Website development and customer experience design principles
When you ask a developer to create a new website for your brand, the developer needs to consider three design principles: service design (SD), user experience design (UX) and customer experience design (CX). You might have already heard of UX, but it’s less likely that you’re familiar with SD and CX. The latter is essentially the customer experience design principles that this post is all about, but we can’t talk about one of these design principles without understanding the others.
That’s because they are three parts of a whole and where they intersect, you have the perfect website for your brand. These three principles (SD, CX and UX) have become vital in the drive to create professional quality, appealing and high converting websites. In fact, when you understand these three principles and have them perfectly replicated in your website, you can gain a significant edge on the competition.
So let’s start by looking at the user experience (UX), simply because you most probably have some idea of this principle. Then we’ll move onto the service design principle (SD), followed by the customer experience (CX). We’ll wrap it up by looking at how all three of these design principles interact with one another to give you a website that helps you to achieve your business goals.
What are the user experience design principles (UX)?
The user experience design principle is focused on creating a website that’s easy to use and functional. Essentially, it means that the user (customer, potential customer, employee, etc.) who uses your website finds it to be visually appealing, and easy to navigate and use, and leaves the site with a positive experience.
You might think that the user experience and the customer experience design principles are exactly the same, because after all, a user can also be a customer. As you will see, however, there are distinct differences between these two design principles, sufficient that they deserve their own emphasis during the development process.
Getting back to the UX design principles, there are actually three well researched steps that need to be taken by the developer. The first step is discovering who currently uses your existing website and who is your target audience. It’s also important to know why they visit your website and what they want to feel when they leave. These might sound like very elementary questions, but they all have meaning to the user. The answers to these questions feed into the UX design process and help to create a website that’s optimised for the user experience.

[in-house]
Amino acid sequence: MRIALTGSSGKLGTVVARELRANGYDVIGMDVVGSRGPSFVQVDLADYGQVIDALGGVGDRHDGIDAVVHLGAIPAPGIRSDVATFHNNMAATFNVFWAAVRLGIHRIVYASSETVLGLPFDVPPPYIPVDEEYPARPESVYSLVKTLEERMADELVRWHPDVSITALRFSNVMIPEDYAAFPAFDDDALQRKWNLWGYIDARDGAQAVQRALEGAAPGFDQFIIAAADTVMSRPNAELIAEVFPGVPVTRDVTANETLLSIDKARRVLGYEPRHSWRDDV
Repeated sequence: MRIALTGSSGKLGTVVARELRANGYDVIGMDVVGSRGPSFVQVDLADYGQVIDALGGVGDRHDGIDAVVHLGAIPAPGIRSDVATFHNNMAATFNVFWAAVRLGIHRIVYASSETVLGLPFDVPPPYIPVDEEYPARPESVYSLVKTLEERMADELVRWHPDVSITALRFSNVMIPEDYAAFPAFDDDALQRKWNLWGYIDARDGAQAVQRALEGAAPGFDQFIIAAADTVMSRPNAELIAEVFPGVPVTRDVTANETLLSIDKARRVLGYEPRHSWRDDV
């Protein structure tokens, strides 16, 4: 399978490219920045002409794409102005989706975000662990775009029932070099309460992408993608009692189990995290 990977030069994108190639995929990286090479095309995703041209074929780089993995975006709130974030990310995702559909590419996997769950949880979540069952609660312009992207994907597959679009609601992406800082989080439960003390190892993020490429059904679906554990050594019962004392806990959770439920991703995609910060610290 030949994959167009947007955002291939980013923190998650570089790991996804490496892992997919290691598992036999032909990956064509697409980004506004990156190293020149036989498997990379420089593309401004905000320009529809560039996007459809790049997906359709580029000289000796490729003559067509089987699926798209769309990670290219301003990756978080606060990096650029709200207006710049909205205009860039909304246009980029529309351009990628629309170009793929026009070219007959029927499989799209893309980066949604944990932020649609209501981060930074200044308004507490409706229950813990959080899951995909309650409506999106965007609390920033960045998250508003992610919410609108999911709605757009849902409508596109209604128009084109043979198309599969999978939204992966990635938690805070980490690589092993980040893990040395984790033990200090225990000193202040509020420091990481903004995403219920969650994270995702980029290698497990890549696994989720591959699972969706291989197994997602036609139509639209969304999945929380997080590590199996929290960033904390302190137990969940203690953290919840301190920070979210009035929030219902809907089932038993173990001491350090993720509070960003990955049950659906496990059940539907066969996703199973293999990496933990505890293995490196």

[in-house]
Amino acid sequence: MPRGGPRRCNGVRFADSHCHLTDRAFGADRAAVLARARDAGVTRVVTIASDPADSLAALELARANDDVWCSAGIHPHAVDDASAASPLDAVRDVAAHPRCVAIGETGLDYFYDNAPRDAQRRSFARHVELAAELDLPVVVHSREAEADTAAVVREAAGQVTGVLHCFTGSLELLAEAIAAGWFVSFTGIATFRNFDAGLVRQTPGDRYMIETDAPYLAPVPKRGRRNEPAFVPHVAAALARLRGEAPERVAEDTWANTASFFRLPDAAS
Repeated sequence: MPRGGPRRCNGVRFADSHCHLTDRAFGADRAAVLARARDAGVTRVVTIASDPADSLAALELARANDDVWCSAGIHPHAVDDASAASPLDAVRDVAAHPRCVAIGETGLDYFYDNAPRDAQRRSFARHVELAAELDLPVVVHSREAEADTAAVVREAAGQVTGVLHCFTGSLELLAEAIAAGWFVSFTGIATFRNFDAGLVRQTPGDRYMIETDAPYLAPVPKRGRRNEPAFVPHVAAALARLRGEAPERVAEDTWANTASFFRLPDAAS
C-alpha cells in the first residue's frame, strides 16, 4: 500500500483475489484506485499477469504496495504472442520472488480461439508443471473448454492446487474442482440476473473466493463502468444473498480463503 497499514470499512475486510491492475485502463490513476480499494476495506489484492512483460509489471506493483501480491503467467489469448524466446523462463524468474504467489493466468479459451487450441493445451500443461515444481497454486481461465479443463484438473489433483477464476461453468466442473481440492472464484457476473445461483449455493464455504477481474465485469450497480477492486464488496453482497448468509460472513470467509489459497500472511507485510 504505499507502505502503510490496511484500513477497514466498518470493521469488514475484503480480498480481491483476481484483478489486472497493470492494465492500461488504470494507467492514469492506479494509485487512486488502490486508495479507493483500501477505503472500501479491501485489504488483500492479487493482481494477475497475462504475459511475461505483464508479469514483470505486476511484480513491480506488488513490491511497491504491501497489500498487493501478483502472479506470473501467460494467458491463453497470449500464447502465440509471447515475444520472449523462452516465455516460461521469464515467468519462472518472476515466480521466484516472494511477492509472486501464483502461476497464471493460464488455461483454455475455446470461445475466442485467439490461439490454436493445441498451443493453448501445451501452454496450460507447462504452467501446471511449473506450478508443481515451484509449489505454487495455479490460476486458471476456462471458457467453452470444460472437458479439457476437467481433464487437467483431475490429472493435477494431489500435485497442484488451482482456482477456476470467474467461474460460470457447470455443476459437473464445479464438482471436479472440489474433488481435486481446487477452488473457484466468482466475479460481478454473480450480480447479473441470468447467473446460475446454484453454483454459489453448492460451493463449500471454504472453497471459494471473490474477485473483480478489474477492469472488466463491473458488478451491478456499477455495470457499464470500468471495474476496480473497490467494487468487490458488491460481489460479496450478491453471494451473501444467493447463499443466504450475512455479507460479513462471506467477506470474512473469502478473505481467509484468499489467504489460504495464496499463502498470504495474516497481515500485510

The developer uses the above information in the second step, which is where they design your new website, along with the best-practice UX design principles that should be co-opted by all developers. Once designed, the user experience design principles that have been used to create your new website need to be tested in the third step, where real users are asked to interact with your website and their feedback incorporated into the design.
An example of the UX design principles in action is where a dentist wants to add an online booking form to their new website. After talking to some of his patients he believes he has a good understanding of their needs, which are dutifully included in the design. To ensure that the new online booking form provides a good user experience, he asks some of his customers to use it and provide feedback, which is then included in the final version of the online booking form.
Let’s now look at the service design principles, followed by the customer experience design principles.
What are the service design principles (SD)?
Service design (SD) principles apply to your new website, even if you sell products, not services to your customers. That’s because service design is not about the services you sell, but the service you give to both your employees and your customers or potential customers who use your website.